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Mozilla, Firefox and Security on the Net

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Moz/FF
Security
  • A Look Back at the History of Firefox

    In the early 1990s, a young man named Marc Andreessen was working on his bachelor’s degree in computer science at the University of Illinois. While there, he started working for the National Center for Supercomputing Applications. During that time Sir Tim Berners-Lee released an early form of the web standards that we know today. Marc was introduced to a very primitive web browser named ViolaWWW. Seeing that the technology had potential, Marc and Eric Bina created an easy to install browser for Unix named NCSA Mosaic). The first alpha was released in June 1993. By September, there were ports to Windows and Macintosh. Mosaic became very popular because it was easier to use than other browsing software.

    In 1994, Marc graduated and moved to California. He was approached by Jim Clark, who had made his money selling computer hardware and software. Clark had used Mosaic and saw the financial possibilities of the internet. Clark recruited Marc and Eric to start an internet software company. The company was originally named Mosaic Communications Corporation, however, the University of Illinois did not like their use of the name Mosaic. As a result, the company name was changed to Netscape Communications Corporation.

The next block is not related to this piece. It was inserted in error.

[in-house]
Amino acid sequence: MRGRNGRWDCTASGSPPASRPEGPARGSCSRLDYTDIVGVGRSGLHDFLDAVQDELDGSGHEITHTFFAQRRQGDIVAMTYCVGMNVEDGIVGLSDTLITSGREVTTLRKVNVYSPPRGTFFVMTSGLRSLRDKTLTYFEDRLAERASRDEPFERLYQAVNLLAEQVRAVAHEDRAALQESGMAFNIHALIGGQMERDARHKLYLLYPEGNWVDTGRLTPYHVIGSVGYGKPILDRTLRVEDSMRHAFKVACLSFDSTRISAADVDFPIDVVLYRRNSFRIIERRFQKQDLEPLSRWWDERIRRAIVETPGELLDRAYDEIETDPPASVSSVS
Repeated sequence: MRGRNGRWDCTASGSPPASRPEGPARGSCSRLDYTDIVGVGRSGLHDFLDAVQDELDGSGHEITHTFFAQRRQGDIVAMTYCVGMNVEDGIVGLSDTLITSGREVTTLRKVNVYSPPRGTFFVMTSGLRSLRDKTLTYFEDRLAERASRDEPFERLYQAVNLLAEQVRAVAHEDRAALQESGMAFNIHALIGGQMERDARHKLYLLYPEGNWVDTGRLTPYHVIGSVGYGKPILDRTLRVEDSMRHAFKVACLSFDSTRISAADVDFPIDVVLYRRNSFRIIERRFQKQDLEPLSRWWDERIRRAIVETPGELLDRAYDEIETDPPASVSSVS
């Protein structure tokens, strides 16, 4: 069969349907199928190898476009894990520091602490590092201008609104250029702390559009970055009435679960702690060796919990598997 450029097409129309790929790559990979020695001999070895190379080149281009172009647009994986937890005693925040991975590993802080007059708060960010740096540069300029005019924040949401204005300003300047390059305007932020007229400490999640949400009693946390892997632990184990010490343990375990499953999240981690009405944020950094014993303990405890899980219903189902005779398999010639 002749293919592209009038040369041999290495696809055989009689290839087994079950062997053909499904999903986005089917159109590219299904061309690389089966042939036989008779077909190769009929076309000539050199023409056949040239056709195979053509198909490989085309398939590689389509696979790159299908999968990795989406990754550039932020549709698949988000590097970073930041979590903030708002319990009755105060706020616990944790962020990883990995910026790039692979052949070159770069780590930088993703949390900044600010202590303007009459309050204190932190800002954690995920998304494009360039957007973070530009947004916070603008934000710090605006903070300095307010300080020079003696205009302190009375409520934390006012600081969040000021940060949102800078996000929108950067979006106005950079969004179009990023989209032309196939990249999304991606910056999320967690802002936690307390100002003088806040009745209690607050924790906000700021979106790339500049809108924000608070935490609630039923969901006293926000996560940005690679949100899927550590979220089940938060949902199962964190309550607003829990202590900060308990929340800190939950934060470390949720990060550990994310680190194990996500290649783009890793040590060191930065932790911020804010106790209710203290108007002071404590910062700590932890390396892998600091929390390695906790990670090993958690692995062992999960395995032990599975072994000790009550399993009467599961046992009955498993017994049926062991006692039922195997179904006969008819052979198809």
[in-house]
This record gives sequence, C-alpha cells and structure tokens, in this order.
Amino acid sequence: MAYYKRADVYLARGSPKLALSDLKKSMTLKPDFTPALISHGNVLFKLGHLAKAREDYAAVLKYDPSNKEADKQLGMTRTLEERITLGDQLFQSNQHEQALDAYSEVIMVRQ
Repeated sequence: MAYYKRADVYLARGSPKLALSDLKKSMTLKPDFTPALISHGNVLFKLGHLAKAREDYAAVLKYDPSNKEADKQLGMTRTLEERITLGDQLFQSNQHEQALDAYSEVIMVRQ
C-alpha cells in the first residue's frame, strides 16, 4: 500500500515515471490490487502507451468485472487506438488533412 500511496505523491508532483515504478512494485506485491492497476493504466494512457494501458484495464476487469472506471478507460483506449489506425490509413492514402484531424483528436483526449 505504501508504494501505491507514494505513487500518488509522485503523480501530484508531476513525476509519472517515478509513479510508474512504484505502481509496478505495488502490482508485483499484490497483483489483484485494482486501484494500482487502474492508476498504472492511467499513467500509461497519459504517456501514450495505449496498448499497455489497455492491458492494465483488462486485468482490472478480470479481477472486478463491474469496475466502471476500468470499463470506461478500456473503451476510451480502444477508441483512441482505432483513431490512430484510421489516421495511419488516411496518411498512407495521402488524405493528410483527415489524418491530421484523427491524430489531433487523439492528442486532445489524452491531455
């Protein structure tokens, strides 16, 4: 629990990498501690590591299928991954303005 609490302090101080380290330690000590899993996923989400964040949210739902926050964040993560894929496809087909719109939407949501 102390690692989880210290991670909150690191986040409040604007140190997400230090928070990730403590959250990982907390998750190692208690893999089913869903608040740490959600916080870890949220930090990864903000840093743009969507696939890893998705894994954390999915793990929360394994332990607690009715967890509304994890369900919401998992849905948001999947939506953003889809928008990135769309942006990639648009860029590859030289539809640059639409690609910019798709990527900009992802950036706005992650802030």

The company’s first project was an online gaming network for the Nintendo 64, but that fell through. The first product they released was a web browser named Mosaic Netscape 0.9, subsequently renamed Netscape Navigator. Internally, the browser project was codenamed mozilla, which stood for “Mosaic killer”. An employee created a cartoon of a Godzilla like creature. They wanted to take out the competition.

  • Firefox Send – Securely Transfer Large Files for Free

    We have covered several file sharing applications over time with apps like Wormhole, EasyJoin, and Android File Transfer For Linux. Today, we introduce you to Firefox’s recently released file sharing service, Firefox Send.

    Firefox Send is a free, encrypted file sharing service that enables you to privately share files up to 1GB (and files up to 2GB using a Firefox account) with privileged parties. How does it work? Upload the files that you want to share and send the link to the recipients who just have to click the download button.

    Send uses end-to-end encryption coupled with an extra layer of security that you can advantage of by password-protecting the links. That way, people who are able to access the download link will not be able to use.

  • Why is no one signing their emails?

     

    It seems to me that there is a fairly easy solution to verify the author of an email: sign it with a digital signature. Either S/MIME or PGP will do. I don’t even care about encryption here, just signing to prevent phishing.

Firefox Send is a Free, Encrypted File Sharing Service

  • Firefox Send is a Free, Encrypted File Sharing Service

    It just got easier (and more secure) to share files with your friends and family online — all thanks to Mozilla, makers of Firefox.

    The free-web advocating non-profit has announced that its ‘Firefox Send‘ feature has graduated from (the now axed) test pilot programme to fully fledged service in its own right.

    And the best bit? You don’t even need Firefox to use it.

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GNOME 3.33.2 released!

Hello GNOME developers,

GNOME 3.33.2 is now available. This is the second unstable release
leading to 3.34 stable series.